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Effect of Yoga–Preksha meditation on management of obesity in sportspersons p. 20
Raj Bala, Ramesh Chander, J. P. N. Mishra
Background: Overweight is a big problem for sportspersons. Excess body weight affects sportsperson's skills and performances. Excess body fat in sportspersons also increases the risk of heart disease, diabetes, liver disease, arthritis, and allied problems. Objectives: This study was designed to assess the impact of yoga–Preksha meditation on obesity in sportspersons. Materials and Method: The participants were selected randomly from the Physical Education Department of Chaudhary Devi Lal University, Sirsa. Totally seventy students were incorporated in the study. They were divided into two groups of 35 each. Group I was termed as “experimental” and Group II was considered as “control” group. The experimental group was progressively introduced to the selected yogic exercises and Preksha meditation. The practice session was conducted for 60 min on all weekdays except Sundays for a period of 4 months. Control group was not given any such training. Pre data (0 day) and Post data (after 4 months) of both groups i.e. height, weight and body mass index (BMI) was taken. The difference in the percentage of participants improving in the experimental group and the corresponding control group was tested for significance of difference by computing Student's t-test. Results: The results showed that there was a significant reduction in body weight and BMI in experimental group which may be attributed to the dominance of parasympathetic component of autonomic nervous system and simultaneous balance in the stimulatory activity of sympathetic components too. This might have caused alteration in fat mobilization which resulted in reduction in body weight and BMI. Conclusion: The regular practice of yoga–Preksha meditation is helpful in managing the problem of obesity in sportspersons and improves their performance.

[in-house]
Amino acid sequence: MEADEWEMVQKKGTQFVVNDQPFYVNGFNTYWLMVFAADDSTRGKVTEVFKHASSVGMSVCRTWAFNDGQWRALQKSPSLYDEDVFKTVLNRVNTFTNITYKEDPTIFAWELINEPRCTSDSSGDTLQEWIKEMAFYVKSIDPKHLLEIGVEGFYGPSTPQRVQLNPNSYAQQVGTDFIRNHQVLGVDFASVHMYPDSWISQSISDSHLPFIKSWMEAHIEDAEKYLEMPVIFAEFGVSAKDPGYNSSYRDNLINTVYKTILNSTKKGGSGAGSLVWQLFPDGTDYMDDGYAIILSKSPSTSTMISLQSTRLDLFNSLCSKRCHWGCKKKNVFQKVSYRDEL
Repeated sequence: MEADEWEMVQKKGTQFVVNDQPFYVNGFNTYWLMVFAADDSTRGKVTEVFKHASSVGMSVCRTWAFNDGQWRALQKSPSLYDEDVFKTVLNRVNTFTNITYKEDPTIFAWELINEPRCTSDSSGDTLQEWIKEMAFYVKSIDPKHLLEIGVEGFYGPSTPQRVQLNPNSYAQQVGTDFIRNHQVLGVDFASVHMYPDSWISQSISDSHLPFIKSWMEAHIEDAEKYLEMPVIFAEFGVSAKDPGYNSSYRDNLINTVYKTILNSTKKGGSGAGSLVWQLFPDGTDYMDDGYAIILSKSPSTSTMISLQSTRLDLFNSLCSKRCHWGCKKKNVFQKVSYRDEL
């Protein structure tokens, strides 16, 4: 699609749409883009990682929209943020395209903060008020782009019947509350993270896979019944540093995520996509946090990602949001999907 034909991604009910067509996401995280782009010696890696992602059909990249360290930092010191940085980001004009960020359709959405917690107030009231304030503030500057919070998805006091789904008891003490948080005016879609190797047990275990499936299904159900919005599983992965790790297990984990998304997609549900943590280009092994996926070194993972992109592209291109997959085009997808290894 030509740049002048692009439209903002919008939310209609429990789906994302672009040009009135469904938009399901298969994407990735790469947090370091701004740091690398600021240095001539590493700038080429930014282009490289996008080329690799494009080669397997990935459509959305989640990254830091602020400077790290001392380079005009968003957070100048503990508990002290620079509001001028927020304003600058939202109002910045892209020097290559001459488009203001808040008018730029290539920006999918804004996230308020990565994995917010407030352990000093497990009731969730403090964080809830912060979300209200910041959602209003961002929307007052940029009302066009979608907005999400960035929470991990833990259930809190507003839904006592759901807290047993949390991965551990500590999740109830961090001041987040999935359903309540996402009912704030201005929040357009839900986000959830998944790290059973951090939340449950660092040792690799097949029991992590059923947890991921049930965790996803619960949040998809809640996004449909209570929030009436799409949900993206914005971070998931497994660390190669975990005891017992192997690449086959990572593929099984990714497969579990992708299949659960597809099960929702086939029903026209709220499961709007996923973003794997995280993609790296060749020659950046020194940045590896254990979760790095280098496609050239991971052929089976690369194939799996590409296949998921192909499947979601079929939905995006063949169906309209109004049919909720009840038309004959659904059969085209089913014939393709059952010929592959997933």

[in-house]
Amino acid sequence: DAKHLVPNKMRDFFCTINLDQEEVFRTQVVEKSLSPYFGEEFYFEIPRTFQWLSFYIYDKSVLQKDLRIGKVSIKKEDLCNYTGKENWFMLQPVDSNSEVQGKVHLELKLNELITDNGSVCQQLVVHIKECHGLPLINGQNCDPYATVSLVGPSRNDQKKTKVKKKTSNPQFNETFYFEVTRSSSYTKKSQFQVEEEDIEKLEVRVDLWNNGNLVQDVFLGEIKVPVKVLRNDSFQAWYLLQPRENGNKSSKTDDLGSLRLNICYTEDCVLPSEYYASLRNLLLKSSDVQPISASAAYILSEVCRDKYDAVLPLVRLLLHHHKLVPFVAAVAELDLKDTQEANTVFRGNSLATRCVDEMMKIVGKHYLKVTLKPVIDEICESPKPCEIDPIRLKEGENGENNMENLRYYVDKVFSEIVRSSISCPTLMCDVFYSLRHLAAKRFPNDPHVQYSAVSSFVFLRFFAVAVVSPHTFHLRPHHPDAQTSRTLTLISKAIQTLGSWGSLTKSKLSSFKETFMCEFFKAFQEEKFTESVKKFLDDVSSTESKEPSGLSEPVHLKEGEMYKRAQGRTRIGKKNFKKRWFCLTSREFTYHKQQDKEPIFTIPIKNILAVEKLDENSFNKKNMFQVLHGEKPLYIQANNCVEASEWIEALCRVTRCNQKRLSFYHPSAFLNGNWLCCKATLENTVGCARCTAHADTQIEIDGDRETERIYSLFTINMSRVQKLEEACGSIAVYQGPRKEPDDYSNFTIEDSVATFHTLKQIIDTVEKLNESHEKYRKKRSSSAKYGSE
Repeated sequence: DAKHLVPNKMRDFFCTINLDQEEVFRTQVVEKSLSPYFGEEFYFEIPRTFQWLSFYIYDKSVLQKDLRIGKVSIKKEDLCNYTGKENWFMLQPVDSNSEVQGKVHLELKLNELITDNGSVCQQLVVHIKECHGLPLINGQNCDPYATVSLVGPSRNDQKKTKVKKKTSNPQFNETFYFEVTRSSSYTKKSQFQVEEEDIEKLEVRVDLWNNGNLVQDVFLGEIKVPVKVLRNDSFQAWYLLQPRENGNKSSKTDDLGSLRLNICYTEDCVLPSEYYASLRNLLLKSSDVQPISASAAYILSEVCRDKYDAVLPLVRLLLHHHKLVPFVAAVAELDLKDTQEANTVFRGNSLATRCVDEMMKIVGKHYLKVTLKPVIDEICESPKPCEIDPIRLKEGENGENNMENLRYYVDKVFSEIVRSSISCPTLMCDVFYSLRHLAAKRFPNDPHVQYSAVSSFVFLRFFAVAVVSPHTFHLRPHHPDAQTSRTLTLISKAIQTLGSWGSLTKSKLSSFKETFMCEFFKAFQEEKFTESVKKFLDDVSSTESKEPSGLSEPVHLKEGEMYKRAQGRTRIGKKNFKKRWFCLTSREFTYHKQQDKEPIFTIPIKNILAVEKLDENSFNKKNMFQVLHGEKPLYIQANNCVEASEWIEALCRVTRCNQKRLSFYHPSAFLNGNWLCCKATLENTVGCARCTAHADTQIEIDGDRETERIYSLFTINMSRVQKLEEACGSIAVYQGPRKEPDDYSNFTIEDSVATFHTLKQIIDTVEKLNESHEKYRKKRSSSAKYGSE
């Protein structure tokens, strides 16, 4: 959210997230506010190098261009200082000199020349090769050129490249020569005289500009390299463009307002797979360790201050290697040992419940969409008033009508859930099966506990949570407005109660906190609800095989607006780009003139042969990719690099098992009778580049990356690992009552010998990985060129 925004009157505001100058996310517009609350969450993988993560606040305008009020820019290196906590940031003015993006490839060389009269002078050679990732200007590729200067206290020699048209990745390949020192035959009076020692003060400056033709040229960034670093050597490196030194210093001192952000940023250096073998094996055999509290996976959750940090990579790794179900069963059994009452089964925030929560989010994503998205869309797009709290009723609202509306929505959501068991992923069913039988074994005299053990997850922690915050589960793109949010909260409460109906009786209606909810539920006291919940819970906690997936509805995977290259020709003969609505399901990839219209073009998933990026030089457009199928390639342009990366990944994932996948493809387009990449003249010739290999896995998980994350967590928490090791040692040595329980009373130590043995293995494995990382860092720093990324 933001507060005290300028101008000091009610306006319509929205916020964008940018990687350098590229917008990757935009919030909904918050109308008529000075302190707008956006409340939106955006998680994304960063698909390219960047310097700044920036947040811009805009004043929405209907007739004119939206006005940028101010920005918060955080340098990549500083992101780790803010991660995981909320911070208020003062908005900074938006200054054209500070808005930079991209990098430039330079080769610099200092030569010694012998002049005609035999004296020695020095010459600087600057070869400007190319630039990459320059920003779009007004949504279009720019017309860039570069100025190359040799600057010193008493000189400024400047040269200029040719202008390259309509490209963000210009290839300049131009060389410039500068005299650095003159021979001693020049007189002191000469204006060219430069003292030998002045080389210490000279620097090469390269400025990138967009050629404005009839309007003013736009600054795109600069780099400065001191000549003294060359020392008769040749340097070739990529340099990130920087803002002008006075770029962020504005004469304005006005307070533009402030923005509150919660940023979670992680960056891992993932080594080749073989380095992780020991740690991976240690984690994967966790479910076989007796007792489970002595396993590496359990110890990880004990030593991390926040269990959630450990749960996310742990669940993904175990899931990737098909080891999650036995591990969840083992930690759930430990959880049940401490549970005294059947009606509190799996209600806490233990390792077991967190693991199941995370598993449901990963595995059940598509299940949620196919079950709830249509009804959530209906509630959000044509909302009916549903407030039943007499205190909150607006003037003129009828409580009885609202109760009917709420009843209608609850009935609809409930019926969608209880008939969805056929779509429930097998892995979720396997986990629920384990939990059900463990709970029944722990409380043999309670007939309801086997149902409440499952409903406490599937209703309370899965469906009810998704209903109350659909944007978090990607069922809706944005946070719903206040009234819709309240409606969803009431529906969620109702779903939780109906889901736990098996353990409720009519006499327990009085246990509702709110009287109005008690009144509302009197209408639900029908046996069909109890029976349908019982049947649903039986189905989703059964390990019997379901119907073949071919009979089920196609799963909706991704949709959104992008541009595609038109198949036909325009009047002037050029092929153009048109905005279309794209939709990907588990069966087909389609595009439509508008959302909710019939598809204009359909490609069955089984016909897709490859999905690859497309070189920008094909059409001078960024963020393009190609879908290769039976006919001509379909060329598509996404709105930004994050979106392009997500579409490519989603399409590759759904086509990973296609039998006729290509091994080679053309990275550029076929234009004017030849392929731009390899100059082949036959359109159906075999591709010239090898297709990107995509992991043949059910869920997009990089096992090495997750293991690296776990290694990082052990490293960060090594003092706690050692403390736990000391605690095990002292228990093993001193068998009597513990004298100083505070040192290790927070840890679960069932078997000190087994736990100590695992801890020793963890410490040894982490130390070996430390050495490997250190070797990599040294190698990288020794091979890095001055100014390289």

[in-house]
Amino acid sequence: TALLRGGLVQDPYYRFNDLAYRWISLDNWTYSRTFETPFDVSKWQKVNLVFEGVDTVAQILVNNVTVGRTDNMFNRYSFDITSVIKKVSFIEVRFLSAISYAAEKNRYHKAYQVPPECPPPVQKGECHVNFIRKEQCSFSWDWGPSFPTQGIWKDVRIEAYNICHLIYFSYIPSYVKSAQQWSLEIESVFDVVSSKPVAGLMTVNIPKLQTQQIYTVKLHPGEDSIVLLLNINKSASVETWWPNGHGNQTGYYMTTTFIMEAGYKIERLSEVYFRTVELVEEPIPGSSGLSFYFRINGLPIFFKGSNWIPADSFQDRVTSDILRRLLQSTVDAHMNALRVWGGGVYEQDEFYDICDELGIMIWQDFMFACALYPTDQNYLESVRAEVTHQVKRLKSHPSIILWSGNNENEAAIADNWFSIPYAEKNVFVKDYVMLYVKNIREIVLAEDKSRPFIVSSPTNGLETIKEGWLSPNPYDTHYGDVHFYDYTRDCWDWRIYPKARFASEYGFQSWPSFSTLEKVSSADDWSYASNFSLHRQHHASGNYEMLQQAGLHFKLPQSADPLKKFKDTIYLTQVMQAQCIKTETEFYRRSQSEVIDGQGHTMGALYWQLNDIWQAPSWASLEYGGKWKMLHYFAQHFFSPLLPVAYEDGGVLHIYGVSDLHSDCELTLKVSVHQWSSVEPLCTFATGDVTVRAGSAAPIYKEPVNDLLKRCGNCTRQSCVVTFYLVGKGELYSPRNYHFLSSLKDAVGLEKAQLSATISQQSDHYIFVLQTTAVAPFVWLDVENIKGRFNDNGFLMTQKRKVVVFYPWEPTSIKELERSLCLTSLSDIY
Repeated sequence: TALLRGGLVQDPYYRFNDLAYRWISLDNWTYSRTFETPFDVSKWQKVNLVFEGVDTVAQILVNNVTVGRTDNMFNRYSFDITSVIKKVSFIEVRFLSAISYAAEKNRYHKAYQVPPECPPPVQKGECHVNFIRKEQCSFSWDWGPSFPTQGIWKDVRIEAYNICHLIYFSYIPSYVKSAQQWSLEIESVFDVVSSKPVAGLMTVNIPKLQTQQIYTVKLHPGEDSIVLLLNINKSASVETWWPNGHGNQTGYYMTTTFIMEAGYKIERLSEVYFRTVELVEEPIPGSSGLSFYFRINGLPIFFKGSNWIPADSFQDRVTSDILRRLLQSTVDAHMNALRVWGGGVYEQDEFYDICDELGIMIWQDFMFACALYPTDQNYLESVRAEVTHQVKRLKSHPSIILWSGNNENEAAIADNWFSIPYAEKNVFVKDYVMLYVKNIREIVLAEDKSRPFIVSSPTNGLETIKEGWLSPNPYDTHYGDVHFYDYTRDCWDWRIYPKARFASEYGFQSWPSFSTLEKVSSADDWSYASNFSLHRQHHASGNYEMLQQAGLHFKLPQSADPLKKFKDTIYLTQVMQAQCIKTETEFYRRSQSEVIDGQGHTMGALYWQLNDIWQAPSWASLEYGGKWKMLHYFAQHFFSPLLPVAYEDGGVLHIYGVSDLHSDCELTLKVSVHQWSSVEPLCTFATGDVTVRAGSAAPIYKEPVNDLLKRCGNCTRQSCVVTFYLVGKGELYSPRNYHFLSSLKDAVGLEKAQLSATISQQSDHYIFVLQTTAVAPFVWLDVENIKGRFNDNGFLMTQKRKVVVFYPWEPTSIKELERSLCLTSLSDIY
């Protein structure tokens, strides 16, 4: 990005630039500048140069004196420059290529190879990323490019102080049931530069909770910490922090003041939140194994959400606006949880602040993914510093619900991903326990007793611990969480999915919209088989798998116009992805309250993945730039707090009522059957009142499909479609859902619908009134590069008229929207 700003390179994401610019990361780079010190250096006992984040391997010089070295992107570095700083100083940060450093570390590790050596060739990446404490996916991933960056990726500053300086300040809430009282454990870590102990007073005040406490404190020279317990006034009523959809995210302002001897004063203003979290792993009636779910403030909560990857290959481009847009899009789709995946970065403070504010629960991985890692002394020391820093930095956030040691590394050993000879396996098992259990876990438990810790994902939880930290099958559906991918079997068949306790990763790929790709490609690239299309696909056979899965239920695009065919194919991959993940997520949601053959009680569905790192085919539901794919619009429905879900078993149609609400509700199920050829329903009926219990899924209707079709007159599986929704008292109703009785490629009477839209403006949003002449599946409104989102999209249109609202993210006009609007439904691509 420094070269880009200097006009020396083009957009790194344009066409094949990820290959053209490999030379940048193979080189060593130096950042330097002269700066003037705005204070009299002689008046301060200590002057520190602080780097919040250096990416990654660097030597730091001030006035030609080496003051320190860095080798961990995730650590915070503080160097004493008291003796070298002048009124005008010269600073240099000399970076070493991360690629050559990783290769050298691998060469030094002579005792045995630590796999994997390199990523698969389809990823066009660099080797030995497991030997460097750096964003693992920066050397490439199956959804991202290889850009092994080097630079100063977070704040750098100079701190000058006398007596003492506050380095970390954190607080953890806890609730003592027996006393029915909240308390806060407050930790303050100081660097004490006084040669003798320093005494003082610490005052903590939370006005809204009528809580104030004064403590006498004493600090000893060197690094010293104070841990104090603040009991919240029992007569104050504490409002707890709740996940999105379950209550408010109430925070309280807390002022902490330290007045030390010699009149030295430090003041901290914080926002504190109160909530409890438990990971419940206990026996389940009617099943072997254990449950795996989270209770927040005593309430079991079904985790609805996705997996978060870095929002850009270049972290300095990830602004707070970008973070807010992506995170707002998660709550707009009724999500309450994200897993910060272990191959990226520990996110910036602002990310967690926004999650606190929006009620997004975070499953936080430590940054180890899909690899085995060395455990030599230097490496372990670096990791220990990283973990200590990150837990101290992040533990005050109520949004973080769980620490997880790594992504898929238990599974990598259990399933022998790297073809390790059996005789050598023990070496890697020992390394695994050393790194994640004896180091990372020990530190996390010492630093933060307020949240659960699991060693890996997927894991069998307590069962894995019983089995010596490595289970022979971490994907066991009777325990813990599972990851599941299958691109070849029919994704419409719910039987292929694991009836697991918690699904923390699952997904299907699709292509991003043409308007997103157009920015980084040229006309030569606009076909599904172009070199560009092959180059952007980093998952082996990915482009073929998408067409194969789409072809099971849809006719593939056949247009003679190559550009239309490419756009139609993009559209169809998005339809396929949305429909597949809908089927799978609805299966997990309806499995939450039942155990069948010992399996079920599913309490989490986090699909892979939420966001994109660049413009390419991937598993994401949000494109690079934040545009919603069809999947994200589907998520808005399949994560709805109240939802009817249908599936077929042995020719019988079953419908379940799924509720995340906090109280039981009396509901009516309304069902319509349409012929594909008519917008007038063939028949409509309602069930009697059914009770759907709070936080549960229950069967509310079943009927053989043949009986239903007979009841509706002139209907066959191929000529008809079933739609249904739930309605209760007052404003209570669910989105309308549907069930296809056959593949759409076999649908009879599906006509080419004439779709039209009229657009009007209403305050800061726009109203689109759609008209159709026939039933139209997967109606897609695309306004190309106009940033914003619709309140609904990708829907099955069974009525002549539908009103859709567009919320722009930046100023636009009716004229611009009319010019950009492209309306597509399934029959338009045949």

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Anuṣṭhāna Yōga Vedānta of Yogacharya Raparthi Rama Rao: A comprehensive system of Yōga and Vedānta for the modern age p. 24
Suneetha Kandi
Background: Anuṣṭhāna Yōga Vedānta (AYV) is a comprehensive system developed by Yogacharya Raparthi Rama Rao, who attained the state of jīvaṇmukti (liberated while living). He was the spiritual head of Yoga Consciousness Trust, Vizinigiri, Andhra Pradesh, India. AYV comprises two integrated parts of yōga and vedānta emphasizing on the applied aspects of both. Aim: The aim of the current study was to focus on exploration and analysis of the AYV methodology and techniques. Method: Extensive review of five books written by Yogacharya in English represent the AYV method. One of the books was on biographical details of Yogacharya including his selected works and letters. The researcher attended lectures, listened to compact disc recordings, and interacted personally with Yogacharya for clarification and correction of concept and methodology of AYV. Results: Anuṣṭhāna Yōga is the amalgamation of Karma, Bhakti, Maṇtra, Kuṇḍalini, Jñāna, and Rāja Yōgas. All these yōgas are practiced in a systematic manner, initially with a focus on attaining the biṇdu or chaitaṇya darśan, and then practicing to be in the awareness of the chaitaṇya. Anuṣṭhāna vedānta deals with imparting knowledge that helps in analyzing and realizing the nature of one's true self. Conclusion: Yogacharya developed a systematic methodology of achieving the objectives of yōga and vedānta, which is tailored to the needs and levels of the modern person and is a surest, swiftest, and safest method. The stage-by-stage learning process of AYV guides all types of sādhakas in a phased manner and helps them progress to reach the goal.